With real death, Queita added, only the skin, some heart valves, eye parts and bones will work effectively, whereas organs like the liver, kidney and heart are no longer of any use. Queita argues that the lack of prohibition on removing organs from the clinically dead leaves the door wide open to illegal organ trade, pointing out that on the computer of a famous laboratory the names of 1,500 patients who had been tested for kidney transplants have been found together. "Hospitals," he says, "carry out the transplants overnight and remove patients to nearby affiliated flats before sunrise." And indeed the trade is thriving, with newspaper advertisement galore. Some are explicit while others make elusive references to the propositions: "Save a life and win LE50,000 by donating a litre of blood with a certain medical test." There are certainly enough young people who will be swayed by the idea. Negad El-Borai, a lawyer before the Cassation Court, says Egypt is the only country in the world that lacks a comprehensive law regulating organ transplants, whereas Muslim countries like Iran, Saudi Arabia and Pakistan all have such laws. "Back here only some Ministry of Health instructions stipulate that organs can only come from first-degree relations." For the time being, Borai insists, there should at least be a law regulating the transplant of organs from those who die in car accidents -- facilitated, rather more improbably, by requiring those who would like their organs to be used on dying should state the fact on their IDs. According to Sheikh of Al-Azhar Mohamed Sayed Tantawi, indeed, Islam does not prohibit organ transplants but conditions that: the transplant pose no risk to the donor, be of vital importance to the recipient and, most significantly, the donor should receive absolutely no form of compensation in any form since the sale of human organs is very strictly prohibited by Muslim law. People's Assembly head Fathi Sorour has promised that the law will be discussed in the next parliamentary term, but he added that it would not be passed until all the main issues had been resolved, with clear definitions of what a transplant constitutes, who is dead and who is authorised to diagnose it as well as the measures to be taken to put an end to the practice of organ trafficking. The law, Sorour added, would in no way be un-Islamic.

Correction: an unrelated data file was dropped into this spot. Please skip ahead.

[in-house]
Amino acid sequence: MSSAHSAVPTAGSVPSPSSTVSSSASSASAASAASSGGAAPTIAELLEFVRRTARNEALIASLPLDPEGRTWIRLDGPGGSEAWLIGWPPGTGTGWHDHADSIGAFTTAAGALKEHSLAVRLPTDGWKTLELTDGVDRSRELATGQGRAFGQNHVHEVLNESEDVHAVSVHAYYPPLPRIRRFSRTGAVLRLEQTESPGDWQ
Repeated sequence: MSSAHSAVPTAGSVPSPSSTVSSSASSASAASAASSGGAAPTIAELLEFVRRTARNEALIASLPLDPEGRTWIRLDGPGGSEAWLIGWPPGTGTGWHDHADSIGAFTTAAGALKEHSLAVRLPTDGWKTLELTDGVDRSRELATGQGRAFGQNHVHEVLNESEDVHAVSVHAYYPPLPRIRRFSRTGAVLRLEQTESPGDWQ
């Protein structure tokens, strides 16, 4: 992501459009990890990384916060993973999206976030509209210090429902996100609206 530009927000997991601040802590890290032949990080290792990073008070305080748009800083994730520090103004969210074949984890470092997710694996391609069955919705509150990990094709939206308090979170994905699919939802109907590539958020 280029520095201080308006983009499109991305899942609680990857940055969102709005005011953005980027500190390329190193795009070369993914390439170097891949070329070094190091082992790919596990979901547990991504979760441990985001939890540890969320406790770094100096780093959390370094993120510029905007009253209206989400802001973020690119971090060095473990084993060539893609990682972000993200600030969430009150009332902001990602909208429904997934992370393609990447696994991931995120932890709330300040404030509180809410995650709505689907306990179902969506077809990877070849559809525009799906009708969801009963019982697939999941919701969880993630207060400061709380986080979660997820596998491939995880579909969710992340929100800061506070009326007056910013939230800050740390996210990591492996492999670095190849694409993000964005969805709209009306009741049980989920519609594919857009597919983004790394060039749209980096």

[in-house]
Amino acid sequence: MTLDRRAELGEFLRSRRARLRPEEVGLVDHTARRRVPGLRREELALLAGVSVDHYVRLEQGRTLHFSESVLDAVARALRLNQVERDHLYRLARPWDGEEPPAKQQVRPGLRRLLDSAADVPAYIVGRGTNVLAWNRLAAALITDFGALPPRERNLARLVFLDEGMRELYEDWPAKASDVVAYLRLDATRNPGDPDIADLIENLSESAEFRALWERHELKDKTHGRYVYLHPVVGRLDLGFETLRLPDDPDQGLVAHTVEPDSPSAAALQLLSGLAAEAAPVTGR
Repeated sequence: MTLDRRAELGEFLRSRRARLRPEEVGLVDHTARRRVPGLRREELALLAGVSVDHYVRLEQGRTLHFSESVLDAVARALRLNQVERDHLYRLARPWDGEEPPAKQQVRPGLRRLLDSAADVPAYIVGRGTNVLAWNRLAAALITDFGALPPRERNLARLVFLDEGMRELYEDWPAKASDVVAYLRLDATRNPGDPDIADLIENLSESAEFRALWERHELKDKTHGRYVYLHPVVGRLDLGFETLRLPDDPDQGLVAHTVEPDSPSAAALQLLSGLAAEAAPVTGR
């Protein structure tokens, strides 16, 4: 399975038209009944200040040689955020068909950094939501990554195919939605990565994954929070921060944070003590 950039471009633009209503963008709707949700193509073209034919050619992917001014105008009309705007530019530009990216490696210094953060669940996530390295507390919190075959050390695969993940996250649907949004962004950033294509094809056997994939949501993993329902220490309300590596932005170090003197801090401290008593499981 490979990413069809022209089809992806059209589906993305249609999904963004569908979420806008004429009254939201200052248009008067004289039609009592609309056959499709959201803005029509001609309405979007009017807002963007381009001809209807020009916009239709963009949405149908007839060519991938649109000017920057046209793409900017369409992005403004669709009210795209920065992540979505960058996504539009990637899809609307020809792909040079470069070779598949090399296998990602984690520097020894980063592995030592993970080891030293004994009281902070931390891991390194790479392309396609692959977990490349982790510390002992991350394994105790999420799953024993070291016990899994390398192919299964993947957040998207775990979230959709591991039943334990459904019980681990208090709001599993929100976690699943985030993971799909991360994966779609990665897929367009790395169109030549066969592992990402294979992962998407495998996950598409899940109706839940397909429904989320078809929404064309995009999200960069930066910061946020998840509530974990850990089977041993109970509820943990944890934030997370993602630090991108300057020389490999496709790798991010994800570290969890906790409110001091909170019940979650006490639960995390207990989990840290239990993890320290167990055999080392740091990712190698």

The bill drafted by the People's Assembly's Health Committee stipulates the setting up of a new authority affiliated with the Ministry of Health to regulate the process, with transplants prohibited in all but the most necessary cases and then taking place only when the health of the donor is not at risk. A donor must be of legal age and sound mind, they must be willing to make the donation and have the right to refuse to go through with the surgery up to the last minute. The bill also prohibits the treatment of body parts as commodities; doctors are required not to go ahead with the surgery should they discover that the donor will receive compensation. Finally, transplants are to take place only in specifically licensed hospitals subject to Ministry of Health supervision. Death is defined as "the complete separation from life" judged medically according to international criteria: if a clinically dead person did not approve of a transplant prior to their death, in writing or as witnessed by two of their first-degree relations, no transplant can take place. Tougher punishments will be imposed on hospitals found to be in violation of these standards, with implicated parties subject to LE50,000- 100,000 fines and prison for up to 10 years, and doctors subject to suspension for three years and confiscation of equipment used to perform the transplant.